I don't see why so many want to put in 12 volt batteries, yes it is nice to run a modern radio on. However there is no need to change to 12 volts . When I was a teenager I had a 6 volt 1953 . Buick many times in the winter, my 6 volt car  was the only one that started, bunch of the neighbors had the local gas station come and start them.  I park my Hudson in the garage in the fall ,disconnect the battery, I always do that cause the wiring is not great. When I want to start it, just connect the battery and start it. Of course I have double ought cables on the car.I don't mind having to crank is for a minute or so to get the gas in the carburator, it just gets the oil pumping around in the engine before it starts. If the battery is good, it should hold a charge to start the car, and when it doesn't start the car, time to get a new battery. I figure it the car was designed to be operated on 6 volts, thats how it should be run.
  • GeoffGeoff Posts: 4,606Senior Contributor
    I endorse those comments.  An added bonus of sticking to 6 volts is extended life of the Bendix drive components and the ring gear.   Basic attention to cleanliness and tightness of all joints, and good grounding will ensure  perfect results.  However, I have fitted auxiliary 6 volt fuel pumps on all my cars to  fill the carburettor  after sitting for long periods.   Does save the battery and starter from a bit of extra work.   I periodically   switch the pump on   to keep the carby wet, saves drying out the throttle pump leather.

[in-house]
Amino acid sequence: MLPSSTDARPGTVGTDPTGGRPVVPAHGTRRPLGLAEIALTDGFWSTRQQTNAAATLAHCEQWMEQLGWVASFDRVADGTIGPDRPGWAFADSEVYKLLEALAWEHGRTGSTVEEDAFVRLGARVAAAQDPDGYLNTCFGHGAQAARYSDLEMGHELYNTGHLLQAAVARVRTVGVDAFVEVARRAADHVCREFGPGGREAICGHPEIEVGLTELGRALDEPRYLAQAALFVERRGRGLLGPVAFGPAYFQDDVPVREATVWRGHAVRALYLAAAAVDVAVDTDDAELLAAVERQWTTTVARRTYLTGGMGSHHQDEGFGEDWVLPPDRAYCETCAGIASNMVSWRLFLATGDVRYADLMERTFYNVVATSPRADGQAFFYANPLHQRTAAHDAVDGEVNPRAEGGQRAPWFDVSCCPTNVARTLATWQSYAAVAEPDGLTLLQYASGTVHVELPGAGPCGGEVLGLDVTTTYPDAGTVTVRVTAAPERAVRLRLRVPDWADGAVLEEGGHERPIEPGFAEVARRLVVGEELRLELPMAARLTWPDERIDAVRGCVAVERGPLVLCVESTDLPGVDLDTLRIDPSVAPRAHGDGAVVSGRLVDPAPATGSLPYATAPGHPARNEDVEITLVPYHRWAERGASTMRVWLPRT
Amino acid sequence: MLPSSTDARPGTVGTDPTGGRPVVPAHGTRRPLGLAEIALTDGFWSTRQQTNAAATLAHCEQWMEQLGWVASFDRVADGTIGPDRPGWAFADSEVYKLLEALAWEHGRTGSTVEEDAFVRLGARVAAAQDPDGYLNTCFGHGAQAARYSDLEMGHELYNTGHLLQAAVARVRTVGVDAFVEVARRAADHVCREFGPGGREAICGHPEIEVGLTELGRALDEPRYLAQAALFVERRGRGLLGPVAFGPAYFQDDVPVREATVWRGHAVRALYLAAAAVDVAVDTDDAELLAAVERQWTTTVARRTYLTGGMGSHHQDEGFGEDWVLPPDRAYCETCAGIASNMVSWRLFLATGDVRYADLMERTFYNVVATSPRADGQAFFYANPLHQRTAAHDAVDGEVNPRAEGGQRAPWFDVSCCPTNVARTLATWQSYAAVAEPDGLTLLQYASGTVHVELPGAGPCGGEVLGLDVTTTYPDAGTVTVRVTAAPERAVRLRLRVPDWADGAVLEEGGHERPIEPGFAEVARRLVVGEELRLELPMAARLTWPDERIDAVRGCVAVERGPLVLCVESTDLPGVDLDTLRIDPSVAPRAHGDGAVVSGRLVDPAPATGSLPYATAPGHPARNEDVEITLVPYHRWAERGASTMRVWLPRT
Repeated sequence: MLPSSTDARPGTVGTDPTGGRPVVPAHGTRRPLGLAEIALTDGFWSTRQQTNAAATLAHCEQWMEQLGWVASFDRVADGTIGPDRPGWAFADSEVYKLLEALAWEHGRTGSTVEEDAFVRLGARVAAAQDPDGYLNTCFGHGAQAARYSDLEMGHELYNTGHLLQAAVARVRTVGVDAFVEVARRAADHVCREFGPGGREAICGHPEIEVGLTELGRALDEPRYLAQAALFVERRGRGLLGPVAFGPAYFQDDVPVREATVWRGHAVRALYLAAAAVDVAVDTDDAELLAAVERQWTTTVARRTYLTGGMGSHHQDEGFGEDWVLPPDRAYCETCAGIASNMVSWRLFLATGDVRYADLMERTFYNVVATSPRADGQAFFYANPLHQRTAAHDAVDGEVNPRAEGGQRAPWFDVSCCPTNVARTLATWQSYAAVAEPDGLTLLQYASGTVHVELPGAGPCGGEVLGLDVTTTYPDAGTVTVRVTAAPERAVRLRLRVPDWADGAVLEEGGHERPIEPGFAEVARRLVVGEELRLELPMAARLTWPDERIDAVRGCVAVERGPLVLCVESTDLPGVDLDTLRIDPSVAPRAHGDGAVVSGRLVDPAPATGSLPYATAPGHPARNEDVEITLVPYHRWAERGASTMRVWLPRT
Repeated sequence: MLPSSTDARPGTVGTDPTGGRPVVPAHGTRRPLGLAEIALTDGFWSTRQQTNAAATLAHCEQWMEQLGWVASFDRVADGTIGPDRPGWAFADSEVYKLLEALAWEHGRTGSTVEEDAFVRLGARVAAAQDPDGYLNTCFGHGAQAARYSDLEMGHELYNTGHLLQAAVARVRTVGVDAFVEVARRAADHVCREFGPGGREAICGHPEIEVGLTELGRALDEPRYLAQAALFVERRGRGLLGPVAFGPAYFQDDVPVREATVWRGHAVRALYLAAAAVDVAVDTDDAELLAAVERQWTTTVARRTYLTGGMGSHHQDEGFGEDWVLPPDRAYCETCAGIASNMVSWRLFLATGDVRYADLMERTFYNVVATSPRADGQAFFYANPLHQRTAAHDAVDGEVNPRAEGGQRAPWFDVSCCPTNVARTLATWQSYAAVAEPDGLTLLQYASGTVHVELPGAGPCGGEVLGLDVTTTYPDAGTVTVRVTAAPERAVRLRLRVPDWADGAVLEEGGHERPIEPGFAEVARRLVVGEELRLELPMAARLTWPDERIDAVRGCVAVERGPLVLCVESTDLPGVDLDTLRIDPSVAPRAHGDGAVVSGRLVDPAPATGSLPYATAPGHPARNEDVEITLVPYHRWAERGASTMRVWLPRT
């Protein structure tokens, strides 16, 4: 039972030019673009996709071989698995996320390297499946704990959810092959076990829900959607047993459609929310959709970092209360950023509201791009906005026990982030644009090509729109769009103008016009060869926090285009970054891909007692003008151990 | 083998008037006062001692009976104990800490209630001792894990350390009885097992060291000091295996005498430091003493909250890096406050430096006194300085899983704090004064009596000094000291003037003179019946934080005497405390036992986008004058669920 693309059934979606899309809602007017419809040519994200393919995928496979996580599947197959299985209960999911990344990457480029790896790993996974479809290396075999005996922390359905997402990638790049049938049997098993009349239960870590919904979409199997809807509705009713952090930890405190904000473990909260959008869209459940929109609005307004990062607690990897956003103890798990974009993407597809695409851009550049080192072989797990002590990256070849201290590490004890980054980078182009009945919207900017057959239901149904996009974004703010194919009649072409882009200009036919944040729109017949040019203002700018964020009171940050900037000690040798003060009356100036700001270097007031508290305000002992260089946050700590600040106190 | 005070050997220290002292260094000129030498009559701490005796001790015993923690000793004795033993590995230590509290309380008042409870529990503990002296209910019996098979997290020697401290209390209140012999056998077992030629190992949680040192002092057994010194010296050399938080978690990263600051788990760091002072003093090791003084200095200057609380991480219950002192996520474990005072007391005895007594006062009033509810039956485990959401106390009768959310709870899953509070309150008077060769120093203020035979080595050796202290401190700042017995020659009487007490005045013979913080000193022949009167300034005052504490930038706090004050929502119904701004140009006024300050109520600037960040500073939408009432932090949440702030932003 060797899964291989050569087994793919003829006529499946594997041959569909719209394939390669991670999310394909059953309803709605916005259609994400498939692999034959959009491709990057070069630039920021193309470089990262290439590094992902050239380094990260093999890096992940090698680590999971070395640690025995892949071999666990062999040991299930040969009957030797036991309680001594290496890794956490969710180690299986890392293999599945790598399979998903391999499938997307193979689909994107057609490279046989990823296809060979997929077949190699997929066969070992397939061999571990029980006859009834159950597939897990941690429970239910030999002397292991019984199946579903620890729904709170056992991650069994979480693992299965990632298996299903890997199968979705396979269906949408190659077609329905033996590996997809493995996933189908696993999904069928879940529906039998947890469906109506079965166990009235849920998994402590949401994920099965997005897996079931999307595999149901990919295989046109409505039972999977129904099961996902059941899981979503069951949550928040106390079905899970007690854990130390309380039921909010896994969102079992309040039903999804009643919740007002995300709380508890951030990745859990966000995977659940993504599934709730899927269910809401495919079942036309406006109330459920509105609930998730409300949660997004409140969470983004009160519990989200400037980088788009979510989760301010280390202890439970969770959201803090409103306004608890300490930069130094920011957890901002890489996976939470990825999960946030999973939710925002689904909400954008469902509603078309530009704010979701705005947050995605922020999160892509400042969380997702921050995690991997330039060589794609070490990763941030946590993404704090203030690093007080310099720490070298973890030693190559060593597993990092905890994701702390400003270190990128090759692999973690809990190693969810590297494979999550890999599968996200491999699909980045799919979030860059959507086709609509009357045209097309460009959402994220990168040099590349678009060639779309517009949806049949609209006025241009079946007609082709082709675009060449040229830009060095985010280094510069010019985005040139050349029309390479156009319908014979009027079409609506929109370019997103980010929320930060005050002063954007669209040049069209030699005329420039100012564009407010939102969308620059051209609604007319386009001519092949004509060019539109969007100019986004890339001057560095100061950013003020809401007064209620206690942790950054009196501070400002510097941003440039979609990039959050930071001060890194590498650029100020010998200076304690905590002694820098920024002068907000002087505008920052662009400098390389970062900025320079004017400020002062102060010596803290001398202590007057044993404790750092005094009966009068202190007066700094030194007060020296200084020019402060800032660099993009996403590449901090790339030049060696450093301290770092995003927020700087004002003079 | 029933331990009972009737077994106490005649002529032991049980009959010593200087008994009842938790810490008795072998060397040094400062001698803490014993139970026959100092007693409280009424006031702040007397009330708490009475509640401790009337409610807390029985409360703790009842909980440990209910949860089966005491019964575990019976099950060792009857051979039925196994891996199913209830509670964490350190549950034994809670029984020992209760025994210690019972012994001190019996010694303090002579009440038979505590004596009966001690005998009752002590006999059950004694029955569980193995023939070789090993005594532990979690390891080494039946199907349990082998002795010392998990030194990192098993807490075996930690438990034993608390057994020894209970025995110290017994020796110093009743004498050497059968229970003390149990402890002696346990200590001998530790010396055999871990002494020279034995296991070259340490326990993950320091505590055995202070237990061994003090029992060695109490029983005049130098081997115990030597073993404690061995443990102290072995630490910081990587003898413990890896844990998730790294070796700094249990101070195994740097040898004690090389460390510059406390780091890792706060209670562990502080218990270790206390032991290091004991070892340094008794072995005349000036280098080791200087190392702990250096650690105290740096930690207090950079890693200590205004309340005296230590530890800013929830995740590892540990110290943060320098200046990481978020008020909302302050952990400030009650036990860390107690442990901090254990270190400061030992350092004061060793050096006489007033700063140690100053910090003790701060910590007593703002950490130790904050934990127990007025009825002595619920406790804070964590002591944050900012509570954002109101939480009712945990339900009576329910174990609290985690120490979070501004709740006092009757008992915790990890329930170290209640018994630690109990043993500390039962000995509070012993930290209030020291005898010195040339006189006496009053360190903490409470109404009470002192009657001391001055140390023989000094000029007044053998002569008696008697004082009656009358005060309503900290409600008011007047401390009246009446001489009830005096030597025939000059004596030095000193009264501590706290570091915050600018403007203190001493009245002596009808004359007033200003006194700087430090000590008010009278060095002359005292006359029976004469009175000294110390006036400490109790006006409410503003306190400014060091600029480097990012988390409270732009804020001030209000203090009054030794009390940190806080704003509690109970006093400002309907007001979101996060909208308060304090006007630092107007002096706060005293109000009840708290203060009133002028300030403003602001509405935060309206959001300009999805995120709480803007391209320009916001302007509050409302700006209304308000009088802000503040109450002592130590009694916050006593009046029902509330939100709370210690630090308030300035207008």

If you're stuck in a hole, stop digging.
  • cheyenne7271cheyenne7271 Posts: 492Member
    When I used to drive my daily 50 C6 in high school and college in the 80s and 90s year round in Southern Colorado, I had a 6v commercial heavy equipment battery in my car. The car would still crank well and start even at -15.  I would still be one of the first to school even in those cold snowy days. 
    51 Hornet Club Coupe
    51 Hornet Sedan
    51 Commodore Six Club Coupe
    50 Pacemaker Deluxe R.I.P. (burned and destroyed in building fire)
    49 Super Six Sedan
  • JACK356JACK356 Posts: 274Member
    I am also for staying in 6V. And if you do not want to disconnect the battery so badly located, there is this kind of accessory. Available in 6V
  • Hudson_in_SeattleHudson_in_Seattle Posts: 207Member
    "I use one of those chargers that can double as a battery tender but someone told me that you shouldn't leave an Optima battery on a trickle charger - is that nonsense ?"

    hi - i have classic cars using both 6V and 12V optima batteries and trickle chargers - about 20 years ago, when i purchased trickle chargers, there was a difference noted for conventional vs sealed batteries and i made sure to purchase the correct charger (one would overcharge the other)

    - years later, i needed more chargers and i no longer saw this distinction - i checked with one of the manufacturers who told me that with the newer computer tech in the trickle charger, it figures out whether the battery is conventional or sealed, so just make sure it's for either 6V or 12V - (the new trickle chargers even have ext thermometers to adjust for outside temps)

    - i've used trickle chargers throughout, no problems, only successful starts!

    hope this helps
  • Old Fogey UKOld Fogey UK Posts: 983Expert Adviser
    Thank you - I'm reassured !